[Mono-dev] Solving the profiler loading problem
uri at vfunction.com
Thu Sep 28 04:48:01 UTC 2017
This writeup is in support of option 2, and/or supporting build of the
profiler plugins into the monolithic Mono in a static build.
I'm not familiar with all the deployment use cases of Mono, but the
"standard" solution I'm aware of (e.g. Linux kernel, Samba) is that distro
makers build dynamically, thereby allowing for 3rd party to ship binary
plugins (e.g. kernel modules and Samba VFS modules), whereas "canned"
product vendors who ship a customized binary might want a statically-linked
build, but do not expect 3rd party plugins. In this light, you might be
good to go with option 2 - plugin vendors ship plugins against
With respect to long-term transitioning the Mono-API into a vtable - that
may be good for Mono API but not necessarily for plugins. IMO there's a
fundamental difference between "northbound" interfaces - interfaces for
code embedding Mono, and plugins ("southbound" interfaces). Plugins are
most successful when they have full access to the internal APIs, and the
decision of what builds into the monolithic binary and what loads as plugin
becomes a quite arbitrary build-time decision (see Linux modules or even
Windows kernel drivers for that matter).
I would not want plugins to be constrained (in functionality or
performance) just because we want to help vendors ship binary plugins (not
sure vendors would want that either).
Just my 2c,
On Wed, Sep 27, 2017 at 4:02 PM, Alex Rønne Petersen <alex at alexrp.com>
> I was recently taking a look at this bug:
> The problem is that we link libmono-profiler-log.so to
> libmonosgen-2.0.so, even when the mono executable is statically
> linked. What happens is that, when we load libmono-profiler-log.so
> into the process of a statically linked mono, libmonosgen-2.0.so is
> loaded in addition to the mono executable (which already contains all
> the libmono code). The dynamic linker helpfully figures out that all
> of the libmono symbols that the profiler uses are already present in
> the mono executable, so none of the code or data in the newly loaded
> libmonosgen-2.0.so is actually used. However, this no longer holds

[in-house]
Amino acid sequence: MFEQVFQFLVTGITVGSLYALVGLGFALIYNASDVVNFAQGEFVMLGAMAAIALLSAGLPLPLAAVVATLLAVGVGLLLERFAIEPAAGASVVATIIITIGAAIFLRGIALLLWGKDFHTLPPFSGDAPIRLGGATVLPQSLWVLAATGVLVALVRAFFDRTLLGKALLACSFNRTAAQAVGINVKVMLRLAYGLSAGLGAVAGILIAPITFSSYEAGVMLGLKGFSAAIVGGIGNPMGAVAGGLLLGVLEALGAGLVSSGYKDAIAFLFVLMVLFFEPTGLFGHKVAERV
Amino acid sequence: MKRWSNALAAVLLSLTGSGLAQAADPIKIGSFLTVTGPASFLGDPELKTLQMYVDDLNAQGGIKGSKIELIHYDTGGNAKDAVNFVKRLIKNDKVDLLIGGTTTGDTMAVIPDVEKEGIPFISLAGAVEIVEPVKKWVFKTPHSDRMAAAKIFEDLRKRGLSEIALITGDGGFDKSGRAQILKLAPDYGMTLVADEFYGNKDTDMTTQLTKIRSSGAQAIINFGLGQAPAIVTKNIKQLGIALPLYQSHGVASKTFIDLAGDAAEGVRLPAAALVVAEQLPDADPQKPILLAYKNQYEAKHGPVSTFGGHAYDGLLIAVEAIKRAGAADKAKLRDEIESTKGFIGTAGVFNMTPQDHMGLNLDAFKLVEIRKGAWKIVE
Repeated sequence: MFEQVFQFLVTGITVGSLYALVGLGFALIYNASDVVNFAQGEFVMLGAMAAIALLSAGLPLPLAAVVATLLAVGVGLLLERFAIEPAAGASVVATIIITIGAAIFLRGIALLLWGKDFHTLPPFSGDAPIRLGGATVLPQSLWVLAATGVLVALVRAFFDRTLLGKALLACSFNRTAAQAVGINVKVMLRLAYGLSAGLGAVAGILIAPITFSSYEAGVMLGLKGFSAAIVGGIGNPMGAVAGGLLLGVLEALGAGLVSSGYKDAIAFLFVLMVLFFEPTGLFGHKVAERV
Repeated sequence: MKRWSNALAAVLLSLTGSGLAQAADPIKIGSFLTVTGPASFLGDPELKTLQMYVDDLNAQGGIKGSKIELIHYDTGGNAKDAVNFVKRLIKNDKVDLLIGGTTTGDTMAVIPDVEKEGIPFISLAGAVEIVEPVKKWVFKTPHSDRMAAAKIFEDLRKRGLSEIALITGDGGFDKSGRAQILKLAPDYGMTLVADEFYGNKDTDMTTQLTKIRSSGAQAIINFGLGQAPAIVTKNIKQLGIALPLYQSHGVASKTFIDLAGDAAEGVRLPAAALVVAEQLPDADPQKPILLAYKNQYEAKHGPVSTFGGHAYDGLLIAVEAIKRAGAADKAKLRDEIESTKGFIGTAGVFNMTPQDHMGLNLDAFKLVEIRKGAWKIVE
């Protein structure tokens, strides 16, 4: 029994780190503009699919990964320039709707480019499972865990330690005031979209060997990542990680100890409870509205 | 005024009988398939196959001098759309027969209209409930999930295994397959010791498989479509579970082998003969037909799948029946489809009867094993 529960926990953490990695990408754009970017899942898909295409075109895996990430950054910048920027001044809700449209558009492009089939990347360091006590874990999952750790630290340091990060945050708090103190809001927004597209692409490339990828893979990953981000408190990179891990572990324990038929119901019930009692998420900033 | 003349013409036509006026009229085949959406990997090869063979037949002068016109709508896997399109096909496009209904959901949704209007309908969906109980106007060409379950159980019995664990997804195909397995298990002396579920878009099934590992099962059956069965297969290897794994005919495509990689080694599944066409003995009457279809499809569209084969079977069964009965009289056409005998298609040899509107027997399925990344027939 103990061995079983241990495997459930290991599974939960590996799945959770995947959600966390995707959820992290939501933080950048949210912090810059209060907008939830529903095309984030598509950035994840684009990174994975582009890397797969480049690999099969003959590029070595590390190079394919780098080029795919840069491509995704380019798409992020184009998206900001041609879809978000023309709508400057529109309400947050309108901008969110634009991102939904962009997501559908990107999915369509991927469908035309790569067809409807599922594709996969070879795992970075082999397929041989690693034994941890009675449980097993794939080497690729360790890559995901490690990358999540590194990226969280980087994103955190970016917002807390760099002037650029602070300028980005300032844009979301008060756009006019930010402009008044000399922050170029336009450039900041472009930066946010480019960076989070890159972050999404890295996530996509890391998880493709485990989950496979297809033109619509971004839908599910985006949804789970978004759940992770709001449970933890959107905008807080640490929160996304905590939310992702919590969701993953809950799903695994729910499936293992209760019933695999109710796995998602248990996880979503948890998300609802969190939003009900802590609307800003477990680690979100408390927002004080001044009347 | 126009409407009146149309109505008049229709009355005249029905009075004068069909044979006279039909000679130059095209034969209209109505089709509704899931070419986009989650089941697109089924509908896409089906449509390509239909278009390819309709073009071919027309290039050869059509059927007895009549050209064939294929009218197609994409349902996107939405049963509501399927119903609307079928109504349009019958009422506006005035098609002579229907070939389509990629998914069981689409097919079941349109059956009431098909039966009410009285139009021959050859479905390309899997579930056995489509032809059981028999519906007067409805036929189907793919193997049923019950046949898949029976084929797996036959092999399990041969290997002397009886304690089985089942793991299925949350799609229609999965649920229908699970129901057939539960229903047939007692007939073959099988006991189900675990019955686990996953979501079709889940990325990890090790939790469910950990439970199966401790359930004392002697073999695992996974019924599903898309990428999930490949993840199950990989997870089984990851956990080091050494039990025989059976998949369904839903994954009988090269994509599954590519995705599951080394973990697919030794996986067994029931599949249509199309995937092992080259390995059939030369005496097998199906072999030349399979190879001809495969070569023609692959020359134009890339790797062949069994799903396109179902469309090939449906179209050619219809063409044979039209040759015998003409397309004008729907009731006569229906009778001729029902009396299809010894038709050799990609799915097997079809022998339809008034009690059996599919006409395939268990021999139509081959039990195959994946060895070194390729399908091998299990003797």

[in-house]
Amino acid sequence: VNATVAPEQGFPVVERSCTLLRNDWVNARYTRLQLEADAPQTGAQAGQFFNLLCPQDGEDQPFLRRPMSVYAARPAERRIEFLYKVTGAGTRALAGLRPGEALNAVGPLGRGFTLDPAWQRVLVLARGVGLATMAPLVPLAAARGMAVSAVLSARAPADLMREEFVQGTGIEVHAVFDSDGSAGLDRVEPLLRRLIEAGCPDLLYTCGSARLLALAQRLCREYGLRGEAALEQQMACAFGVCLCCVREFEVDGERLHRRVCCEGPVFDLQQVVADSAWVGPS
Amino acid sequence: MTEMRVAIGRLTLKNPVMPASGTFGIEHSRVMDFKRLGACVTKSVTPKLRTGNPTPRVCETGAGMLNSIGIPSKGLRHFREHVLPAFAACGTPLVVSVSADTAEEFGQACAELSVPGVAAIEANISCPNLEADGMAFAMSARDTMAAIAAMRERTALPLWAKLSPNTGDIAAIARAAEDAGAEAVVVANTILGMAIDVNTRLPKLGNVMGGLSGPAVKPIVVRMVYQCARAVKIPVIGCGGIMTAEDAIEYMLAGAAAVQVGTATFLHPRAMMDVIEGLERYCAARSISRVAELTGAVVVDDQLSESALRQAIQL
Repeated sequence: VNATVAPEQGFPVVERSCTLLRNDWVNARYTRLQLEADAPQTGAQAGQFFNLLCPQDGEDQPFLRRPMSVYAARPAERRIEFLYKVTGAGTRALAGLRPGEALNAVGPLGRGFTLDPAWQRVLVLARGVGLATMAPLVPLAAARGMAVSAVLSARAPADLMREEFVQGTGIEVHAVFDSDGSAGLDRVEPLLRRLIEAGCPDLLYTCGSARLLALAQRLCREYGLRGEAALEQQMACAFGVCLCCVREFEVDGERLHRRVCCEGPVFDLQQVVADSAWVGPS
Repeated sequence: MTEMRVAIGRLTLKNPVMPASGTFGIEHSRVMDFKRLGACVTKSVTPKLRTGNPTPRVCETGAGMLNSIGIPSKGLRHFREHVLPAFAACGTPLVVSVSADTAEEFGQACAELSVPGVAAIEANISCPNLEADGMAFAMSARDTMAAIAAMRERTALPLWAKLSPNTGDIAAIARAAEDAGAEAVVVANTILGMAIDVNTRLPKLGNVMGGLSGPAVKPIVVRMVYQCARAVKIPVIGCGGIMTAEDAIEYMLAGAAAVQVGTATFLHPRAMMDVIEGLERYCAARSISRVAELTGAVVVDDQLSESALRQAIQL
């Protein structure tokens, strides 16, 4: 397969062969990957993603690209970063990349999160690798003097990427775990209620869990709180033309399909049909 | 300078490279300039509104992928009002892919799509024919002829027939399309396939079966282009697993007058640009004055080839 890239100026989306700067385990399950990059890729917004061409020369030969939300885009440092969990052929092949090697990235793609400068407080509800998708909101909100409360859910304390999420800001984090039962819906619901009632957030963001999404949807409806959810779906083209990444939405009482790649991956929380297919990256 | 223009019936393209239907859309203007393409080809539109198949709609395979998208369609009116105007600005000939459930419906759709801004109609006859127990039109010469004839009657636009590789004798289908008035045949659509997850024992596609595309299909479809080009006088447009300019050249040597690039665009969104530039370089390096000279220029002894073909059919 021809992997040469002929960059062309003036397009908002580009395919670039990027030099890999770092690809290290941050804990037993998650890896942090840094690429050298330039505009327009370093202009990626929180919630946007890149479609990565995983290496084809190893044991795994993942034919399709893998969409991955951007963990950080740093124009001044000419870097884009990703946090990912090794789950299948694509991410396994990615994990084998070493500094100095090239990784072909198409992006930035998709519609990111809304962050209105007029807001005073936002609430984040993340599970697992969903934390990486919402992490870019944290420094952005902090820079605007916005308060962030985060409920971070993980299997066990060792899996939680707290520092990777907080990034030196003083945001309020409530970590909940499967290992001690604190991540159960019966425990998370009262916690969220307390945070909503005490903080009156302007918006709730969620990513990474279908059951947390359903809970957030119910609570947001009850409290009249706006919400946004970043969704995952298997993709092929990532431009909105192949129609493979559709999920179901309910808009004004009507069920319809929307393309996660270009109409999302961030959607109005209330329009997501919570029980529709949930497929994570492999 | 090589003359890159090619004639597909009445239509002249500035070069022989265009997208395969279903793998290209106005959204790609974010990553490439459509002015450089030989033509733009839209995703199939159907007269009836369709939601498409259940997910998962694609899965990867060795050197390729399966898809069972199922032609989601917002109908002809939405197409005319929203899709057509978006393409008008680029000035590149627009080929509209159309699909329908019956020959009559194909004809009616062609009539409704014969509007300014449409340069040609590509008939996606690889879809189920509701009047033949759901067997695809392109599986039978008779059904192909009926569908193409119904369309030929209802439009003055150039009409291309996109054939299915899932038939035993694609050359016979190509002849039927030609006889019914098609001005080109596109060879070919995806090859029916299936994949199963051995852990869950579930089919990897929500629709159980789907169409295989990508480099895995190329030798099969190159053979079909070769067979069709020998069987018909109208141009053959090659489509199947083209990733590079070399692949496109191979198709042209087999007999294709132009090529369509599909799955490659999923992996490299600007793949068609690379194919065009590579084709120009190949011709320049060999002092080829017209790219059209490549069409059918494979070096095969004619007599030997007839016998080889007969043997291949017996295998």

> true when library constructors enter the mix. When libmonosgen-2.0.so
> is loaded, any library constructors that it contains, or which are
> present in any libraries it links to, will be executed.
> C code rarely makes use of library constructors (which is why this
> hasn't been a problem for a 'normally' built libmonosgen-2.0.so so
> far), but they're very common in C++ code; constructors for global C++
> objects are implemented with them. LLVM, for example, makes use of
> them in many places. So, when we've already loaded libLLVM*.so from
> the static mono executable and therefore executed the library
> constructors contained within, running those library constructors
> again when we load libmono-profiler-log.so just kinda breaks
> Below are a few different ways we can solve this problem.
> # Always build a dynamically linked mono executable
> If we never statically link mono with libmonosgen-2.0.so, we can
> simply keep linking libmono-profiler-log.so to libmonosgen-2.0.so and
> everything will just work. When the profiler is loaded, the dynamic
> linker realizes that libmonosgen-2.0.so is already loaded, so it'll do
> the right thing.
> The downside of this approach is that working with a dynamically
> linked executable can be a pain. In particular, you need to mess with
> LD_LIBRARY_PATH to get mono to use a libmonosgen-2.0.so in your
> working tree rather than the one from your prefix. libtool tries to